Superman power. Superman cape. When things went bad in Metropolis, Superman was always there to save the day.
Kobe Bryant has been LA’s Superman. At least that’s how I’ll always remember him. As a late 80’s baby, Kobe has been my generation’s “superstar.” Of the guys given the “Next Jordan” tag, Kobe has been the closest to fulfilling the Mount Everest of all monikers. While Penny Hardaway, Grant Hill, and Tracy McGrady had fallen from the wayside due to injuries, Kobe racked up 5 rings on his resume, giving his fans a reason to debate if he was better than “His Airness.”
On Monday night in Oakland and for most of this season, we’ve seen a bunch of Clark Kent. We keep hoping for Superman to rip through his facade like in the comics but in reality, Kobe Bryant has used up all of his “Solar Flares.” After his 1-14 shooting performance Kobe had this to say:
“My shooting will be better. I could’ve scored 80 tonight. It wouldn’t have made a damn difference. We just have bigger problems. I could be out there averaging 35 points a game. We’d be what, 3-11? We’ve got to figure out how to play systematically in a position that’s going to keep us in ballgames.”
While some part of us wants to keep believing this will happen, the odds are, it won’t. Although Bryant has been attempting to come back from a series of injuries the past 3 seasons, his offensive and defensive ratings are far from what represent a competent NBA player:
In a league that has become increasingly more about efficiency, Bryant’s game hardly translates to the current game. Bryant made a living off of making tough shots that only he could make. Now that he is a shell of what he was athletically, his already flat shot has even less of a chance of going in. Even worse, he’s surrounded by 2 young guards who need the ball in their hands to be successful in Jordan Clarkson and D’Angelo Russell. Teams no longer have to double Kobe, meaning his teammates are watching him take contested shots, with little to no ball movement, but I’ll save fixing of the Lakers for another day. The following graphic shows how much the league has changed since Bryant last played a full season:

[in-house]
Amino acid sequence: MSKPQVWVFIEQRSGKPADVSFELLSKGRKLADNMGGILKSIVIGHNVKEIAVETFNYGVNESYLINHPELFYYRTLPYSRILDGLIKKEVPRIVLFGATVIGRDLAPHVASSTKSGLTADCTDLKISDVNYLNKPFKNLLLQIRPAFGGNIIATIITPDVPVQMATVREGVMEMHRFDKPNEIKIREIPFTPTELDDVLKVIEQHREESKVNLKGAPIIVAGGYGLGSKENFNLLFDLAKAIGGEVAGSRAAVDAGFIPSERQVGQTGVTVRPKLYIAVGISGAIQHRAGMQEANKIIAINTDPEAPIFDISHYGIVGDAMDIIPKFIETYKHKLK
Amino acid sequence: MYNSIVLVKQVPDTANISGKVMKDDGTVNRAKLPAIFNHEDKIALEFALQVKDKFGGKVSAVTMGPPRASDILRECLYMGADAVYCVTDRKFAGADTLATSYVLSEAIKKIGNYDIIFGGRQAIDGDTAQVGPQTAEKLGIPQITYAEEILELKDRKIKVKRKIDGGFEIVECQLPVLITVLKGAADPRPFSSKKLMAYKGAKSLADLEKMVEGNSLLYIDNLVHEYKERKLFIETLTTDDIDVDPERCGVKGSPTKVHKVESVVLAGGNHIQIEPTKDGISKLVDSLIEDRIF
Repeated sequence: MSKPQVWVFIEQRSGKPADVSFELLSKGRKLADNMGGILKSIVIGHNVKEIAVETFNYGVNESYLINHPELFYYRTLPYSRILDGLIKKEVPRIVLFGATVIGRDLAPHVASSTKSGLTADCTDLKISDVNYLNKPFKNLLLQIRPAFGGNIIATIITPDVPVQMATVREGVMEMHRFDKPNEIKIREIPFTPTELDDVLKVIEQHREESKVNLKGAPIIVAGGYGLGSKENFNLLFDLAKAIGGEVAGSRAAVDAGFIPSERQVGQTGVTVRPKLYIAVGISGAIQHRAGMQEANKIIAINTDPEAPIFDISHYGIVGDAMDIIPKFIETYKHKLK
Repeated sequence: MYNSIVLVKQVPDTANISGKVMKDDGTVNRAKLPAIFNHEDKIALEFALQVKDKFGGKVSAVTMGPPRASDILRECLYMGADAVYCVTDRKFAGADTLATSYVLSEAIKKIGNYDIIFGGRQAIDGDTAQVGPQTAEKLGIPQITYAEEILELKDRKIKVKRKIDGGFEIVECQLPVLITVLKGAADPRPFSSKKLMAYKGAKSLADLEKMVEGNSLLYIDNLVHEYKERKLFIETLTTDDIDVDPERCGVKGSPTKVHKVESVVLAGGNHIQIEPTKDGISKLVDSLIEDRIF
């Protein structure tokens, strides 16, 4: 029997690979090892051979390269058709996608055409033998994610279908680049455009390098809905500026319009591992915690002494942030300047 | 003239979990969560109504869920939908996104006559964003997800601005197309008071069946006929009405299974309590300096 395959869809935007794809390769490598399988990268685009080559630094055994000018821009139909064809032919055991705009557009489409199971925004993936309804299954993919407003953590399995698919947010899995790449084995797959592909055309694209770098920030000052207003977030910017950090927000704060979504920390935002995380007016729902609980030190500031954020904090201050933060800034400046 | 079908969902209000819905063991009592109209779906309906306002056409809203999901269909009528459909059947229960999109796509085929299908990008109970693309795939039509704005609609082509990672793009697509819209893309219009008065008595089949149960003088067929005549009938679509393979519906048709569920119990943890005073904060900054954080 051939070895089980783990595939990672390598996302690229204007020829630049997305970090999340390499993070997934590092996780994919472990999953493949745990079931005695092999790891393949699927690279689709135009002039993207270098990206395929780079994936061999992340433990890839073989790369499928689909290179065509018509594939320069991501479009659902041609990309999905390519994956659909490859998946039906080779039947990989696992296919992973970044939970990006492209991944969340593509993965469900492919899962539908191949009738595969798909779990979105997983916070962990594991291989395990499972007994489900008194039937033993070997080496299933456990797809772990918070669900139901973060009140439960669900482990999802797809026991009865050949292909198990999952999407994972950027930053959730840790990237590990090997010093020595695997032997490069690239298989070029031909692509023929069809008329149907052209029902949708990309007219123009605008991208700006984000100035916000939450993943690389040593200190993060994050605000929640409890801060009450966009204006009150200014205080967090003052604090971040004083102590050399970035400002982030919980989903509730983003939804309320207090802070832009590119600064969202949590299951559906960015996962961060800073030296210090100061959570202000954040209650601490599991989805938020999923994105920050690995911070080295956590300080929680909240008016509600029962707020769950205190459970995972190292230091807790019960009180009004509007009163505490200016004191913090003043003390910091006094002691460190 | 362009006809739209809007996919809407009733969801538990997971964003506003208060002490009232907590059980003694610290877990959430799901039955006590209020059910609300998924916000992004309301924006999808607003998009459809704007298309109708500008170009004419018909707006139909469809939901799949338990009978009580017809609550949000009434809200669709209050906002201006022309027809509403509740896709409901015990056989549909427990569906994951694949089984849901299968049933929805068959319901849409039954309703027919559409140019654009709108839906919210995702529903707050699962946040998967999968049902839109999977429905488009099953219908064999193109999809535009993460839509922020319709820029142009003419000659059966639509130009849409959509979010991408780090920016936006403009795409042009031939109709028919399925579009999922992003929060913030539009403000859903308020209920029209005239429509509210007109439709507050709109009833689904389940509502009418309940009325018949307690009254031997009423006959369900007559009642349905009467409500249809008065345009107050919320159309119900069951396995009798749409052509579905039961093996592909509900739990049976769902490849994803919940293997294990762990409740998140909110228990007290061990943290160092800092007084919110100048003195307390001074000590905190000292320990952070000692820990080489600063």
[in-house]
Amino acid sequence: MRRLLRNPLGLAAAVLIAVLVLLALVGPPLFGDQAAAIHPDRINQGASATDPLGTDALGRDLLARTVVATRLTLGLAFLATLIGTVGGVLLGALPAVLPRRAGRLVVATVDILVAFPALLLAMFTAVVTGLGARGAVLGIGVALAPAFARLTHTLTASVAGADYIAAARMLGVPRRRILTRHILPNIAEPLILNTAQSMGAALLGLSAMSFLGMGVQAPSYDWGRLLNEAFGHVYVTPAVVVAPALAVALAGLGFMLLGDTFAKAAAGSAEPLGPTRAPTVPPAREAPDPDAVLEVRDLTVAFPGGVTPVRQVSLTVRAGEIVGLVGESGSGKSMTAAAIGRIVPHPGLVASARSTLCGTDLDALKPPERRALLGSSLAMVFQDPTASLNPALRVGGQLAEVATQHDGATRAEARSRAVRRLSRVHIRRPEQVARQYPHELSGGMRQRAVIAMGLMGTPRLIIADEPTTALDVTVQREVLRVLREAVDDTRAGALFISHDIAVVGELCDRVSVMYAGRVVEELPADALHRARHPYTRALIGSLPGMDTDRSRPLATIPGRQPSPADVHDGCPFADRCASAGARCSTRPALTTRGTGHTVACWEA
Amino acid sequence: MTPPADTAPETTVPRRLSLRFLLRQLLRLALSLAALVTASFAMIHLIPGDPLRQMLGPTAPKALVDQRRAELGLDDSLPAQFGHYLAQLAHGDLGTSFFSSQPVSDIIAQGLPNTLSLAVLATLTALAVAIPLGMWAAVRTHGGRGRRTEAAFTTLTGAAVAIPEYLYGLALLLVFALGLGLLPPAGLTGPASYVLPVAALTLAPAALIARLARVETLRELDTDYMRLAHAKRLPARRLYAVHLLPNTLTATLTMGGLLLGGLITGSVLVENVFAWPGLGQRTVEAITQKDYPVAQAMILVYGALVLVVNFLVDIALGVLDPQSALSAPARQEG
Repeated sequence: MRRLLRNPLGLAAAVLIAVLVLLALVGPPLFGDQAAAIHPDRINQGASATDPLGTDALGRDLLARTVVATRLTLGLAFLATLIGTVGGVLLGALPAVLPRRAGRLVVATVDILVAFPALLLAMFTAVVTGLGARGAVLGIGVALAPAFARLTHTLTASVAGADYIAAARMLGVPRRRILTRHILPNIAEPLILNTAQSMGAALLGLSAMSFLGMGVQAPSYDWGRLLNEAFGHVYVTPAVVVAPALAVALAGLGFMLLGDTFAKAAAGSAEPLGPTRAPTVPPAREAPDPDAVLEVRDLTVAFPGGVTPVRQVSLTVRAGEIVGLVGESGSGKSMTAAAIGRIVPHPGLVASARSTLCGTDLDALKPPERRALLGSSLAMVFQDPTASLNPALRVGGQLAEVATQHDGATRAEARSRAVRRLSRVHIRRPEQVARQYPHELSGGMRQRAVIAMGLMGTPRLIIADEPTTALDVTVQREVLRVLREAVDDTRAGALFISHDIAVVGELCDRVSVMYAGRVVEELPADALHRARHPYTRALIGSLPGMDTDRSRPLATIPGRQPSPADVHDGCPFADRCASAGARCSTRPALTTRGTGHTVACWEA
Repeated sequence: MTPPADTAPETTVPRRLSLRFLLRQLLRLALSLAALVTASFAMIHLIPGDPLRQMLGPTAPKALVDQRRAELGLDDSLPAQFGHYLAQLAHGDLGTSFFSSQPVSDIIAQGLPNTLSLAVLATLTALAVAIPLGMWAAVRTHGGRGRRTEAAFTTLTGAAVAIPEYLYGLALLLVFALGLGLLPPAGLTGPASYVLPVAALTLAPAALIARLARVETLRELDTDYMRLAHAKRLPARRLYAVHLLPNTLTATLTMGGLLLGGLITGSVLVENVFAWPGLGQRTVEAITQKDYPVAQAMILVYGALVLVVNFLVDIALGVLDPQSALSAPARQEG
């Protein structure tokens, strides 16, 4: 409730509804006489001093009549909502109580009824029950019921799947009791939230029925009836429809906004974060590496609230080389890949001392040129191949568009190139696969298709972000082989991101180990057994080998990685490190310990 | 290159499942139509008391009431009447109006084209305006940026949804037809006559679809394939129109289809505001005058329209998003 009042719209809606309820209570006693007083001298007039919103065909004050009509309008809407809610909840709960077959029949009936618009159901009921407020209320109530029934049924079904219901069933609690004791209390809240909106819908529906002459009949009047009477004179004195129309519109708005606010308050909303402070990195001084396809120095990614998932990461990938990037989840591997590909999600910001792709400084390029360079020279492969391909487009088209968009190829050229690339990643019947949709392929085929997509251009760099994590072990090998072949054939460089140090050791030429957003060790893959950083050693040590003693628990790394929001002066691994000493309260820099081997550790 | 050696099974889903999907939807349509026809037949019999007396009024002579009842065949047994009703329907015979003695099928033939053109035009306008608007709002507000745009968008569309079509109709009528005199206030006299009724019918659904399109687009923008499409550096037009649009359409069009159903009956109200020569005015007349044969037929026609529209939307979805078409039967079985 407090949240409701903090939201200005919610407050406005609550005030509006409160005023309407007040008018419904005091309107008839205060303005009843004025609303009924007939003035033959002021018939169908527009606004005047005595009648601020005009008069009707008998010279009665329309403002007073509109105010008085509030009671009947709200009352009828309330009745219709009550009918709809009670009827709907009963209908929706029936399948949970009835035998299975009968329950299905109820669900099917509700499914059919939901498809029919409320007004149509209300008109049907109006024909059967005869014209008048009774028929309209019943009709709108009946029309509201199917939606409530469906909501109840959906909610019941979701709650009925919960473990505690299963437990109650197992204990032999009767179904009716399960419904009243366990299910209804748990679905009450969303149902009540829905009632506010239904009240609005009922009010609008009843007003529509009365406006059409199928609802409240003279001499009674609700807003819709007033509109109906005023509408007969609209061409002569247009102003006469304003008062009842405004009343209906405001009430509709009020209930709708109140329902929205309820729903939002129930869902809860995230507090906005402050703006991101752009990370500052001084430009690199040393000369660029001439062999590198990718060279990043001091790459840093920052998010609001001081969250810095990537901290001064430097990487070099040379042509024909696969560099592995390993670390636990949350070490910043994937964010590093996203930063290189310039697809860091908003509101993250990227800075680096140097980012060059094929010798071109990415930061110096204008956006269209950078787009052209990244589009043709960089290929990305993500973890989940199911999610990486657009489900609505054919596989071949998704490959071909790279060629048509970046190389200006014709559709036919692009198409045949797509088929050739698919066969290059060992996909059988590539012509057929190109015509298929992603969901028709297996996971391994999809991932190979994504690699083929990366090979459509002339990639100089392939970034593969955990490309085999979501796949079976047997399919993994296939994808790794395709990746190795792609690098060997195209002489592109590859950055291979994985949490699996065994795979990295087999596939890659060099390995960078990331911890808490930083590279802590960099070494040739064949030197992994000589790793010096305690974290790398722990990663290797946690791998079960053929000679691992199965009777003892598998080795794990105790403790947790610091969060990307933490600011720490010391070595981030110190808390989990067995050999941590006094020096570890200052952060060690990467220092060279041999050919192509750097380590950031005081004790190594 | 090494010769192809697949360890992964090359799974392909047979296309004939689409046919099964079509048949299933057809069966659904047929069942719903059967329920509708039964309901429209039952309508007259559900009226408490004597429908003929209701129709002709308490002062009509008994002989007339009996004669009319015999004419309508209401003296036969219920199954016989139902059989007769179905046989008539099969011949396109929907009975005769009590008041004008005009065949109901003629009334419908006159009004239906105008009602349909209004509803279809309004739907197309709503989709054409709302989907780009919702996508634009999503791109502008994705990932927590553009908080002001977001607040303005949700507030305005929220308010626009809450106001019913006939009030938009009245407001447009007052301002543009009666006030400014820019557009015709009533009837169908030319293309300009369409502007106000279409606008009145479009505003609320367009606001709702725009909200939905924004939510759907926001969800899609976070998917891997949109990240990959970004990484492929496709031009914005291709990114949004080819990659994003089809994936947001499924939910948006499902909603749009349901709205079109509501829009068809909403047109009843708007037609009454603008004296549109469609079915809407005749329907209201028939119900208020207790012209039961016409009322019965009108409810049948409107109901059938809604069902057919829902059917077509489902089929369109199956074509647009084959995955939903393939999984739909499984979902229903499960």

Although Stephen Curry is the gold standard, 3-point shooting efficiency has taken over the league. Bryant’s mid-range assault is essentially useless against a proficient 3-point shooting team. Perhaps his comments from Monday are him conceding that even a prime Kobe was no match for the record breaking team he played that night. The Spurs created a system that the Warriors are now taking to another level. The two best regular season teams last year were led by coaches who are from the Greg Popovich coaching tree. Kobe’s championships would say otherwise but his career offensive and defensive ratings show a very talented but inefficient player:
While the scoring titles, fade-aways, and game-winning shots capture the eyes of many, the only way to truly evaluate the world’s best is through efficiency. The graphic above shows how inefficient Bryant’s finesse style actually is. To show how much the NBA has changed, here is a current look at some of the current NBA’s top SGs and SFs:
Am I suggesting that these guys are better than Kobe in his prime? Not per-se, all I am trying to show is how much the game has evolved. Mentioning Danny Green in the same sentence as Kobe Bryant deserves an exile to Moron Mountain, but when surrounded by the right players and system, Danny Green can be just as effective. So while we wait for Superman to rise again, maybe we just need to come to the realization that Superman is no longer needed in this league full with teams of capable sidekicks.